Loans Held-for-Sale, Carried at Fair Value: The fair value of loans held-for-sale is based on commitments outstanding from investors as well as what secondary market investors are currently offering for portfolios with similar characteristics, except for loans that are repurchased out of GNMA loan pools that become severely delinquent which are valued based on an internal model that estimates the expected loss the Company will incur on these loans. Loans previously sold to GNMA that are delinquent more than 90 days are subject to a repurchase option when that condition exists. These loans were re-recognized at fair value and offset by a secured borrowing, as the loans were still legally owned by GNMA. Loans held-for-sale subject to recurring fair value adjustments are classified as Level 2 or, in the case of loans repurchased, Level 3. The fair value includes the servicing value of the loans as well as any accrued interest. As of June 30, 2018, there were no loans that were delinquent more than 90 days and eligible to be repurchased out of GNMA loan pools. As of December 31, 2017, loans eligible to be repurchased out of GNMA loan pools of $66.0 million were classified as Level 3.
Derivative Assets and Liabilities: The Company offers interest rate swaps and caps products to certain loan customers to allow them to hedge the risk of rising interest rates on their variable rate loans. The Company originates a variable rate loan and enters into a variable-to-fixed interest rate swap with the customer. The Company also enters into an offsetting swap with a correspondent bank. These back-to-back agreements are intended to offset each other and allow the Company to originate a variable rate loan, while providing a contract for fixed interest payments for the customer. The net cash flow for the Company is equal to the interest income received from a variable rate loan originated with the customer. The fair value of these derivatives is based on a discounted cash flow approach. Due to the observable nature of the inputs used in deriving the fair value of these derivative contracts, the valuation of interest rate swaps is classified as Level 2.
Mortgage Servicing Rights: The Company retains servicing on some of its mortgage loans sold and elected the fair value option for these MSRs. Generally, the value is estimated based on a valuation from a third party provider that calculates the present value of the expected net servicing income from the portfolio based on key factors that include interest rates, prepayment assumptions, discount rate and estimated cash flows. Because of the significance of unobservable inputs, these servicing rights are classified as Level 3. At June 30, 2018 and December 31, 2017, MSRs held-for-sale of $70 thousand and $29.8 million, respectively, were valued based on a market bid adjusted for value associated with early payoffs and paydowns and included as Level 3.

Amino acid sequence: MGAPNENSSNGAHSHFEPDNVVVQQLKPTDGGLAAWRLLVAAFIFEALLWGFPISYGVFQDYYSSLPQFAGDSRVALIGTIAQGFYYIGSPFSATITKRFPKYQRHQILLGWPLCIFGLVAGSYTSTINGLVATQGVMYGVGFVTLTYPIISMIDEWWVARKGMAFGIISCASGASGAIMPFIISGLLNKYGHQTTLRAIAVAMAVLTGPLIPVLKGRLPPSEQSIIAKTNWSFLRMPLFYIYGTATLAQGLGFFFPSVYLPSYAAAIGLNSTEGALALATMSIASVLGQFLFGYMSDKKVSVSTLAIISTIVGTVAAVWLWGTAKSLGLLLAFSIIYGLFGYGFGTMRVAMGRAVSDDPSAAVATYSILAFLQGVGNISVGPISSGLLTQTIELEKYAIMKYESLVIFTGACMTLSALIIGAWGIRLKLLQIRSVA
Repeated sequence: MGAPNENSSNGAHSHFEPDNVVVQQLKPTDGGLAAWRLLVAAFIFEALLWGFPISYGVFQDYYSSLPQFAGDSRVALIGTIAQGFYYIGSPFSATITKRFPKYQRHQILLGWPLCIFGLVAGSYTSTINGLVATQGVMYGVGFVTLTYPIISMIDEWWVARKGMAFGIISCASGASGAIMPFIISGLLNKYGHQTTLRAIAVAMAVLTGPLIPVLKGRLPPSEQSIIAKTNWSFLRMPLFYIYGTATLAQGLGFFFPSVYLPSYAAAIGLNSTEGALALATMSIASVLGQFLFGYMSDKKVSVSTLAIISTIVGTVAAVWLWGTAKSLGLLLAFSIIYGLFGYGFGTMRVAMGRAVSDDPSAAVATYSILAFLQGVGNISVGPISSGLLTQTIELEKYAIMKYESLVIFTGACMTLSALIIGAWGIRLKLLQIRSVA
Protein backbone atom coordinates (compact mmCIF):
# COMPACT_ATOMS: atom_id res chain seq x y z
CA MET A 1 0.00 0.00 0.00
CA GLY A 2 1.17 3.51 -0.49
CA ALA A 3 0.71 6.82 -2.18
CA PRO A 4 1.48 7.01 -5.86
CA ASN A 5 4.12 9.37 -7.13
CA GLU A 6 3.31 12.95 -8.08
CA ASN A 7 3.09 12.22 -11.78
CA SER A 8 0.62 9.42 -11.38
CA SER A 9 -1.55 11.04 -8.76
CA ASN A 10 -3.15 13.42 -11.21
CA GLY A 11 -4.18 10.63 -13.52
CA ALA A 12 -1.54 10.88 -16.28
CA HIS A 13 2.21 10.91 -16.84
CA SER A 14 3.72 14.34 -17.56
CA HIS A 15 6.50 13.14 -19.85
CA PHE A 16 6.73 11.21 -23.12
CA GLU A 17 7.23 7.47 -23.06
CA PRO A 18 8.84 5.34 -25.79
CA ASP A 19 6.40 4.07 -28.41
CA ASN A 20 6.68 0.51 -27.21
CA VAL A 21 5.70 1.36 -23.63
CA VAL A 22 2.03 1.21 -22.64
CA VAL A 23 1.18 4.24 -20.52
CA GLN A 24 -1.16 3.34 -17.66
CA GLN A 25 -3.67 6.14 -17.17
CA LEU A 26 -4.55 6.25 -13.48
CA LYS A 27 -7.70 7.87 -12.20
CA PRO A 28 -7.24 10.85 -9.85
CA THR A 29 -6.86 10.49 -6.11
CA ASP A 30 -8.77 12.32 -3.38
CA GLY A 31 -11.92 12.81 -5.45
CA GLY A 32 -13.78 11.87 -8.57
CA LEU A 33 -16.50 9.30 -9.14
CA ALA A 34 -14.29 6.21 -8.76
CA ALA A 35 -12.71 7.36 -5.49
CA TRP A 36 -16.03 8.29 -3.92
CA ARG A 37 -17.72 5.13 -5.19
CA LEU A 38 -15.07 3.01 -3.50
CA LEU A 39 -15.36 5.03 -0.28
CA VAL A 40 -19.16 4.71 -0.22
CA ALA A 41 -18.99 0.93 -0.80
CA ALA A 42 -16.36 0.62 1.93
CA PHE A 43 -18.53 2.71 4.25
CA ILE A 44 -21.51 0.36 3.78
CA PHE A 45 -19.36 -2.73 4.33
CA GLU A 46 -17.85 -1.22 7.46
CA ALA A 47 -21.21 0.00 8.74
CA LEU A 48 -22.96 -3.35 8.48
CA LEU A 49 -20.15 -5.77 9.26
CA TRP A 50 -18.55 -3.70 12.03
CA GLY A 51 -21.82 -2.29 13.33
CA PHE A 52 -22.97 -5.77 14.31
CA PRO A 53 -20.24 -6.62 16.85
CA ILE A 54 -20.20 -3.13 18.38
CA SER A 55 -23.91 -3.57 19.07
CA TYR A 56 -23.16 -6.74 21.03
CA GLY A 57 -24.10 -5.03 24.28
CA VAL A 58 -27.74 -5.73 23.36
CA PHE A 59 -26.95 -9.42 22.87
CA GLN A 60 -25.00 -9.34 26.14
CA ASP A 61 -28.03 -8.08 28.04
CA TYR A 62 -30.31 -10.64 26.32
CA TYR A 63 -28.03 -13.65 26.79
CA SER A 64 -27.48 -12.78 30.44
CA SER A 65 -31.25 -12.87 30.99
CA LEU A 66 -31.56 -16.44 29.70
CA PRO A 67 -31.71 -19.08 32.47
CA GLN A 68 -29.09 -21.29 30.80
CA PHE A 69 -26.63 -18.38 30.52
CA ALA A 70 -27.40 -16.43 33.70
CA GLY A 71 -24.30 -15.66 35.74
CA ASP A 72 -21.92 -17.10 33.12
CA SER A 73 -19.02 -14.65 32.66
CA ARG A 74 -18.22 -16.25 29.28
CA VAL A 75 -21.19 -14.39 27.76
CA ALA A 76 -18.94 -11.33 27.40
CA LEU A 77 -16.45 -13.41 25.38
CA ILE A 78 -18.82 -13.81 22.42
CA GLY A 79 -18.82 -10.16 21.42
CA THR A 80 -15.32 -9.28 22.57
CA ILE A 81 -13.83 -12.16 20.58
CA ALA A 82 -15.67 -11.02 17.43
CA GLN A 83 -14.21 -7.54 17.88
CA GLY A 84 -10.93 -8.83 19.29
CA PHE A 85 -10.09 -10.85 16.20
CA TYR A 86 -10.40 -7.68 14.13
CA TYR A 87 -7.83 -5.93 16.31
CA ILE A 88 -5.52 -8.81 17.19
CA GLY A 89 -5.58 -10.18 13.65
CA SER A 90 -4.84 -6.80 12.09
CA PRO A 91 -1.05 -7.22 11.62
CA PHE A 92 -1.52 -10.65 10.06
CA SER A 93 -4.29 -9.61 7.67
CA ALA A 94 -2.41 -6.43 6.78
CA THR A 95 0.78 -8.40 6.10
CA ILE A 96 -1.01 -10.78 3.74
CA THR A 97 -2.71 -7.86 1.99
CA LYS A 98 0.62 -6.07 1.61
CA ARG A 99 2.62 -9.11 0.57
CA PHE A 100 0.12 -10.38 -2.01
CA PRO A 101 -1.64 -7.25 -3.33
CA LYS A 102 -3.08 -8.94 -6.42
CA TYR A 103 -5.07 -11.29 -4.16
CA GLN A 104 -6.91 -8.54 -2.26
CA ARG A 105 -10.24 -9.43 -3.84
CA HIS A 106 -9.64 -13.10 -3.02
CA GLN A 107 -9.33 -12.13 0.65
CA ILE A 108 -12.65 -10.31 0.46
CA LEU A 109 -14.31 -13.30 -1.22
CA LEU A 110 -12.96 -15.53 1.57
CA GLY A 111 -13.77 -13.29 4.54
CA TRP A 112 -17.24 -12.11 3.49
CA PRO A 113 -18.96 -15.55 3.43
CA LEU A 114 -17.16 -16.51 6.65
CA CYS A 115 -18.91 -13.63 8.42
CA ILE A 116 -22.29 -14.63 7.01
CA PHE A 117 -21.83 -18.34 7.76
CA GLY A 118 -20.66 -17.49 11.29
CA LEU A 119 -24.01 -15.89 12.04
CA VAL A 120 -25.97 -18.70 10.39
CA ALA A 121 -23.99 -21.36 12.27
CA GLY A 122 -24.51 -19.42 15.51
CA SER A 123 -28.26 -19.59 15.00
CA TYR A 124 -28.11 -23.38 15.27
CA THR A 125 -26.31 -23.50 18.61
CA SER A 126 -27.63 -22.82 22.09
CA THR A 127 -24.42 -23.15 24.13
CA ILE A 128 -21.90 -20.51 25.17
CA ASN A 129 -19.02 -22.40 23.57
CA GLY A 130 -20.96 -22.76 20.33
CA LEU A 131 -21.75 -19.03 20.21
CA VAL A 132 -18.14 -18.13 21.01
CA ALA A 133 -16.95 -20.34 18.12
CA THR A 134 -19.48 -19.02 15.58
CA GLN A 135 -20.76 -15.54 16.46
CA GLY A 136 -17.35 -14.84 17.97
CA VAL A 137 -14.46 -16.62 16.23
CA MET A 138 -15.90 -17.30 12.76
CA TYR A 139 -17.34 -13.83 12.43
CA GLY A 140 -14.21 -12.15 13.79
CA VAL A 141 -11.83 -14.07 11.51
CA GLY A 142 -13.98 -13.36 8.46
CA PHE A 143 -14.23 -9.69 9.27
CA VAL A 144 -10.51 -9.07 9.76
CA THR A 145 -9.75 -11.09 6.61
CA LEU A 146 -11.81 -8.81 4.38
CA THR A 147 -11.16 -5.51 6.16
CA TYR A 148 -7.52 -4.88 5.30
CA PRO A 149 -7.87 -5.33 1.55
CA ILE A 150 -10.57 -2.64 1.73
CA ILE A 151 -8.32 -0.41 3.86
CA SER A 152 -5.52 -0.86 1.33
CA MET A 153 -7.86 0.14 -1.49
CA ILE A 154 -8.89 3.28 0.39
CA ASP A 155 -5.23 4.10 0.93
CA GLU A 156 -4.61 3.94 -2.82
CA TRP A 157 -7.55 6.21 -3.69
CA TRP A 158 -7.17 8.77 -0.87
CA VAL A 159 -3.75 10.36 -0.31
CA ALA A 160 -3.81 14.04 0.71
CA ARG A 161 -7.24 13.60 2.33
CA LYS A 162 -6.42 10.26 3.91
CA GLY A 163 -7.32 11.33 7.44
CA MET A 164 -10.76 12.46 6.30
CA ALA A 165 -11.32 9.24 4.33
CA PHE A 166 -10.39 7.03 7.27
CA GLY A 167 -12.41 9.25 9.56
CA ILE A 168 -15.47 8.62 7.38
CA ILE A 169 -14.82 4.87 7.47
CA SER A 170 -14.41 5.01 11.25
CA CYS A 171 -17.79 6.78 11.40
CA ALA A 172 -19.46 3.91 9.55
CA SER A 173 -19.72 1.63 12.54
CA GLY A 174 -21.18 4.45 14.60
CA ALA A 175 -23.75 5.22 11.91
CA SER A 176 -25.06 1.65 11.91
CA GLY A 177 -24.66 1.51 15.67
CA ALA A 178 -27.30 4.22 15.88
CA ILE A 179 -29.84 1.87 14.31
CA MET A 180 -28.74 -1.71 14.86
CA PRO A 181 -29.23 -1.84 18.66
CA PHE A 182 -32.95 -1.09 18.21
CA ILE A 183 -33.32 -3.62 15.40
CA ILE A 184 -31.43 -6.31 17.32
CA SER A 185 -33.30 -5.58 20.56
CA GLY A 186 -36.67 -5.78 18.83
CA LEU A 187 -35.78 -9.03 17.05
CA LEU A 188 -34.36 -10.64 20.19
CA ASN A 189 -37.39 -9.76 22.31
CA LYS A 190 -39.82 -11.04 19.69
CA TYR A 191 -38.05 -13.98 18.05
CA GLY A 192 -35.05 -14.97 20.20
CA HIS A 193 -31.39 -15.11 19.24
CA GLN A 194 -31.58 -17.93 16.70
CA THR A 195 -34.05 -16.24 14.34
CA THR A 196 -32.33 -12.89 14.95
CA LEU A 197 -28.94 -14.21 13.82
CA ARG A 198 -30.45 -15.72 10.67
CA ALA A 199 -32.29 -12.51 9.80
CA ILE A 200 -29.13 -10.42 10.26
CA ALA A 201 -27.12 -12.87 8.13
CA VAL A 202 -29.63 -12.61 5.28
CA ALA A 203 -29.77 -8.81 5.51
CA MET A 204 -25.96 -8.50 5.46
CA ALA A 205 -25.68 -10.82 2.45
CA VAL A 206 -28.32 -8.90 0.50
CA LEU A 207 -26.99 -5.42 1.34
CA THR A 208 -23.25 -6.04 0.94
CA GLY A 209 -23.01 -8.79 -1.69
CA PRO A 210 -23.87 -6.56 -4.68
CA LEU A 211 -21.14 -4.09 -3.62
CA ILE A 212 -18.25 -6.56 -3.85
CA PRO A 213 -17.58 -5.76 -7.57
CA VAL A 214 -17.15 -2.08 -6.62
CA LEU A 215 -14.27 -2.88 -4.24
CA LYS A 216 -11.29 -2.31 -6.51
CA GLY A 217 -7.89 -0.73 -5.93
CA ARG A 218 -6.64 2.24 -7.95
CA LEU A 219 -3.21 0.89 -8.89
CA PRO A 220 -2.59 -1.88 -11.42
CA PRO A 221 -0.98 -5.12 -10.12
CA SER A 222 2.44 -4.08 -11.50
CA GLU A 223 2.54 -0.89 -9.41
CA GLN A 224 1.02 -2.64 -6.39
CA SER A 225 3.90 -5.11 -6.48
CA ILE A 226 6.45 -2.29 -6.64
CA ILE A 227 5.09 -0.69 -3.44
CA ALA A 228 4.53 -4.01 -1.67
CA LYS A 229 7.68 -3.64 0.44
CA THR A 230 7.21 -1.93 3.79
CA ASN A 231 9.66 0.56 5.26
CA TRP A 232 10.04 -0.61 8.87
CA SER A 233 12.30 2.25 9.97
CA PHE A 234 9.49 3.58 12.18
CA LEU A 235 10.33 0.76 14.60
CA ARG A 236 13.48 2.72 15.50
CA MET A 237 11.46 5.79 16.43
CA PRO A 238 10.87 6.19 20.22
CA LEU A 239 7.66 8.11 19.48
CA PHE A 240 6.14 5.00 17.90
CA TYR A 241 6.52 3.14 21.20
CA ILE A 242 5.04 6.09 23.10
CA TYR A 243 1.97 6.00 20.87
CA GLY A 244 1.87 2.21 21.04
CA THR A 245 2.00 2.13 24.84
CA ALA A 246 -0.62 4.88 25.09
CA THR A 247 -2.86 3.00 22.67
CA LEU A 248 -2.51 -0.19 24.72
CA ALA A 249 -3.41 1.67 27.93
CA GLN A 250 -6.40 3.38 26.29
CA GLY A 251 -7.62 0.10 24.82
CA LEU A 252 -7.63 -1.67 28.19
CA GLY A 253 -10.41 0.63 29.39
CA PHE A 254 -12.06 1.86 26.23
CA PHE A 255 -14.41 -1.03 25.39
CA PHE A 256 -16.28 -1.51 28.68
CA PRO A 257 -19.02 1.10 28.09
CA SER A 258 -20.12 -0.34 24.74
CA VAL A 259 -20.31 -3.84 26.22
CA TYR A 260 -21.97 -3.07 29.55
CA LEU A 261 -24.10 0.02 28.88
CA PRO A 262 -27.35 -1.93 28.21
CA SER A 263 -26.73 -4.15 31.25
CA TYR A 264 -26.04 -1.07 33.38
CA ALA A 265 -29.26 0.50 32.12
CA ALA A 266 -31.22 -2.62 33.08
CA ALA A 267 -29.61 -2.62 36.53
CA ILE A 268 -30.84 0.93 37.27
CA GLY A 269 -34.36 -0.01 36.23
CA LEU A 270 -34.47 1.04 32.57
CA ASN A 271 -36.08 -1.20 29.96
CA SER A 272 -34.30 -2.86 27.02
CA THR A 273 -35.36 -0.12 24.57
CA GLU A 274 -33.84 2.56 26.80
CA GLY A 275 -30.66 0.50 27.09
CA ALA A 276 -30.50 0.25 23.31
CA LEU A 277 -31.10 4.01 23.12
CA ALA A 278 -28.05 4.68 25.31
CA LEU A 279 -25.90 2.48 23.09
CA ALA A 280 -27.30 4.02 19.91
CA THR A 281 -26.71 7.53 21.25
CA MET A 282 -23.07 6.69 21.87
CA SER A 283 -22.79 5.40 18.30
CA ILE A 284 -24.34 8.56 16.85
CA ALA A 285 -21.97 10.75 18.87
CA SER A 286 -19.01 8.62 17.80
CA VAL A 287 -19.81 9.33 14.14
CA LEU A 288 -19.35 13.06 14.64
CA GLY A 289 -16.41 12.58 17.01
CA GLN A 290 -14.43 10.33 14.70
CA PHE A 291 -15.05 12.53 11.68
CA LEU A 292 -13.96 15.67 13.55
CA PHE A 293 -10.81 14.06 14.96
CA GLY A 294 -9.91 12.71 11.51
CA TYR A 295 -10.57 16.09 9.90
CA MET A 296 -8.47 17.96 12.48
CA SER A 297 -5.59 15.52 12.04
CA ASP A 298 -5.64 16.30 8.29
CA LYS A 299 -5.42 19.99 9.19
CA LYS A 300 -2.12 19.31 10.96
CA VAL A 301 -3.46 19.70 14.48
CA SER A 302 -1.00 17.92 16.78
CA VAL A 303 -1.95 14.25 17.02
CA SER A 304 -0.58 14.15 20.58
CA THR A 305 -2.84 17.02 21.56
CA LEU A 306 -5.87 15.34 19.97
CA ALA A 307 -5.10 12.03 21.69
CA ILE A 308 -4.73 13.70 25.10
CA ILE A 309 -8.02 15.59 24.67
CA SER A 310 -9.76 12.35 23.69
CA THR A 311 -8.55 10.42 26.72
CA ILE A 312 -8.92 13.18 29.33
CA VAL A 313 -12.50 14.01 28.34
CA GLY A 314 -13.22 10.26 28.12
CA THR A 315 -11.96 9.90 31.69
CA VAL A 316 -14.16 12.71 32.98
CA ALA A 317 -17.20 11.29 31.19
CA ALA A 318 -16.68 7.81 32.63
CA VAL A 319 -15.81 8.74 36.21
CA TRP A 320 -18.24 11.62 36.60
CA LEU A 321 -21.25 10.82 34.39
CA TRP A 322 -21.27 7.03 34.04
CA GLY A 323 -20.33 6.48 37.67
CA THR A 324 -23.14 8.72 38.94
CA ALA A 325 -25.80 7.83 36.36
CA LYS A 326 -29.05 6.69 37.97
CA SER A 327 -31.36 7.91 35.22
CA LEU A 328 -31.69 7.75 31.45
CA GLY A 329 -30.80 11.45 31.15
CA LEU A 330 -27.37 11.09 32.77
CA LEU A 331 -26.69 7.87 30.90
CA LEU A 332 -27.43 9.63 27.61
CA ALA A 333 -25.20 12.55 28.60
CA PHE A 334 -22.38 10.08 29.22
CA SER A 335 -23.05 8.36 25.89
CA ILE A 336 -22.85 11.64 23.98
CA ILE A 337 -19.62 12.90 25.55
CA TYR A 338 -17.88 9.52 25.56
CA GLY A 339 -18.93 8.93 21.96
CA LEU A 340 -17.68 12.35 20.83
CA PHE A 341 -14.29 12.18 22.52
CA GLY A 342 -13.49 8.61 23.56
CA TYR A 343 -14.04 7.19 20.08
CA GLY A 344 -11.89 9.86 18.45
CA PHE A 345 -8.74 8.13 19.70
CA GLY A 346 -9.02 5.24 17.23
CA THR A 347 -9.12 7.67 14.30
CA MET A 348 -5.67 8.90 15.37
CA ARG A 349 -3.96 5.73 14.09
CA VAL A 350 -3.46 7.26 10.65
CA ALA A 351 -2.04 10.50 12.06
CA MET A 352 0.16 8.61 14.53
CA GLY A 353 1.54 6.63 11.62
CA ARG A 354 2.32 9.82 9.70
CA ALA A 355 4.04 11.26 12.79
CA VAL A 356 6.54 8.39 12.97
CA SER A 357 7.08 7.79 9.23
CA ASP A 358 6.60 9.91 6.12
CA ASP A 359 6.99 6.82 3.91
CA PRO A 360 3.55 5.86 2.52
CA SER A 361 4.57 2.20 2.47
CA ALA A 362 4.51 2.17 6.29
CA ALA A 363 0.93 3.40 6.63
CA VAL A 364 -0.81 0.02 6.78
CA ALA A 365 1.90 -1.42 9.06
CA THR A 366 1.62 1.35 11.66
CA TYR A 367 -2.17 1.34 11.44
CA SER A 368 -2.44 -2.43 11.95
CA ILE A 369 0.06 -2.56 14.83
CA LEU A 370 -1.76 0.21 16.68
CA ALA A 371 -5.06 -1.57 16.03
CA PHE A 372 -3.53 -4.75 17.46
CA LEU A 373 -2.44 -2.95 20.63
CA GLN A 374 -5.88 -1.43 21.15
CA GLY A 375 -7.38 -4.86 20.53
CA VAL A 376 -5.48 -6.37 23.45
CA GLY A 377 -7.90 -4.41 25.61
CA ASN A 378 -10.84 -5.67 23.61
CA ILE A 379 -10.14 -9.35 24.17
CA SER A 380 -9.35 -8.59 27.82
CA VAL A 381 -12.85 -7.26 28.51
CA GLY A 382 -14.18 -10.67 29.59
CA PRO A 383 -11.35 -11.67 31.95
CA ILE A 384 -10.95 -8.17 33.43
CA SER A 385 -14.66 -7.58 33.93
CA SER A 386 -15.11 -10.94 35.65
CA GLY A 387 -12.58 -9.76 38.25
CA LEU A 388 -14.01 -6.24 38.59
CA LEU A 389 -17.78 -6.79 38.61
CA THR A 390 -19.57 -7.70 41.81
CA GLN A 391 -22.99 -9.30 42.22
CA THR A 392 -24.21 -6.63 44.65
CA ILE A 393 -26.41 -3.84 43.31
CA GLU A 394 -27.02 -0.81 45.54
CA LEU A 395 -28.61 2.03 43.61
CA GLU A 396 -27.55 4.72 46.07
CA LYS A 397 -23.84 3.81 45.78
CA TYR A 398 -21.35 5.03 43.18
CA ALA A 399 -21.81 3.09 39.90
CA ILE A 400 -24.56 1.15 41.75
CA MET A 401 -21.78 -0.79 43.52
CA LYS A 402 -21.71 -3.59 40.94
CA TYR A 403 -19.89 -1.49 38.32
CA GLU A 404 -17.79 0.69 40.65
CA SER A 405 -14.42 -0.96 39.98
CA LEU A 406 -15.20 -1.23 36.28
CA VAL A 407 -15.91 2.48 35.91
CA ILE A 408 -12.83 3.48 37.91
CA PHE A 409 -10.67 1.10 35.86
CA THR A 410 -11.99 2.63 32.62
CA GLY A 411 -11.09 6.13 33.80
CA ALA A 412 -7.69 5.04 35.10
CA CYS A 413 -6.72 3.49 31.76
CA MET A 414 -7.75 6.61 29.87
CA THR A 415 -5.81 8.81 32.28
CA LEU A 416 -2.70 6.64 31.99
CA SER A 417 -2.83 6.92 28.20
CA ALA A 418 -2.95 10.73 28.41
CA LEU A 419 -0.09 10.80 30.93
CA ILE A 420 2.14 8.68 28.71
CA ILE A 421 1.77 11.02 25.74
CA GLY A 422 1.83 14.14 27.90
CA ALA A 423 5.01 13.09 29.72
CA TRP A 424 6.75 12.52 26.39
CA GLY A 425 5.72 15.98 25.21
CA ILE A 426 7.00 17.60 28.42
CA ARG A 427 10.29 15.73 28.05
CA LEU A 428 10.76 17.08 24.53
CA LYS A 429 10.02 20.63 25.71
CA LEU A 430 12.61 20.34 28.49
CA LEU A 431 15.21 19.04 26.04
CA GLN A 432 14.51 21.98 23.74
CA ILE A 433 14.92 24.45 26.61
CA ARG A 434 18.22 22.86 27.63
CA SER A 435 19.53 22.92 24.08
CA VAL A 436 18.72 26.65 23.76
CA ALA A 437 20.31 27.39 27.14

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Table of Contents

The following table presents the Company’s financial assets and liabilities measured at fair value on a recurring basis as of the dates indicated:
 
 
 
 
Fair Value Measurement Level
($ in thousands)
 
Carrying Value
 
Quoted Prices in Active Markets for Identical Assets
(Level 1)
 
Significant Other Observable Inputs
(Level 2)
 
Significant Unobservable Inputs
(Level 3)
June 30, 2018
 
 
 
 
 
 
 
 
Assets
 
 
 
 
 
 
 
 
Securities available-for-sale:
 
 
 
 
 
 
 
 
SBA loan pools securities
 
$
967

 
$

 
$
967

 
$

U.S. government agency and U.S. government sponsored enterprise residential mortgage-backed securities
 
456,790

 

 
456,790

 

Non-agency residential mortgage-backed securities
 
496

 

 
496

 

Non-agency commercial mortgage-backed securities
 
158,358

 

 
158,358

 

Collateralized loan obligations
 
1,680,513

 

 
1,680,513

 

Loans held-for-sale, carried at fair value (1)
 
38,749

 

 
5,515

 
33,234

Mortgage servicing rights (2)
 
2,062

 

 

 
2,062

Derivative assets:
 
 
 
 
 
 
 
 
Interest rate swaps and caps (3)
 
1,686

 

 
1,686

 

Liabilities
 
 
 
 
 
 
 
 
Derivative liabilities:
 
 
 
 
 
 
 
 
Interest rate swaps and caps (4)
 
1,650

 

 
1,650

 

December 31, 2017
 
 
 
 
 
 
 
 
Assets
 
 
 
 
 
 
 
 
Securities available-for-sale:
 
 
 
 
 
 
 
 
SBA loan pools securities
 
$
1,058

 
$

 
$
1,058

 
$

U.S. government agency and U.S. government sponsored enterprise residential mortgage-backed securities
 
476,929

 

 
476,929

 

Non-agency residential mortgage-backed securities
 
756

 

 
756

 

Non-agency commercial mortgage-backed securities
 
310,511

 

 
310,511

 

Collateralized loan obligations
 
1,702,318

 

 
1,702,318

 

Corporate debt securities
 
83,897

 

 
83,897

 

Loans held-for-sale, carried at fair value (5)
 
105,299

 

 
6,359

 
98,940

Mortgage servicing rights (2)
 
31,852

 

 

 
31,852

Derivative assets:
 
 
 
 
 
 
 
 
Interest rate swaps and caps (3)
 
1,005

 

 
1,005

 

Liabilities
 
 
 
 
 
 
 
 
Derivative liabilities:
 
 
 
 
 
 
 
 
Interest rate swaps and caps (4)
 
1,033

 

 
1,033

 

(1)
Includes loans held-for-sale carried at fair value of $26.4 million ($5.5 million at Level 2 and $20.9 million at Level 3) of discontinued operations, which are included in Assets of Discontinued Operations in the Consolidated Statements of Financial Condition.
(2)
Included in Servicing Rights, Net in the Consolidated Statements of Financial Condition.
(3)
Included in Other Assets in the Consolidated Statements of Financial Condition.
(4)
Included in Accrued Expenses and Other Liabilities in the Consolidated Statements of Financial Condition.
(5)
Includes loans held-for-sale carried at fair value of $38.7 million ($6.4 million at Level 2 and $32.3 million at Level 3) of discontinued operations, which are included in Assets of Discontinued Operations in the Consolidated Statements of Financial Condition.


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Table of Contents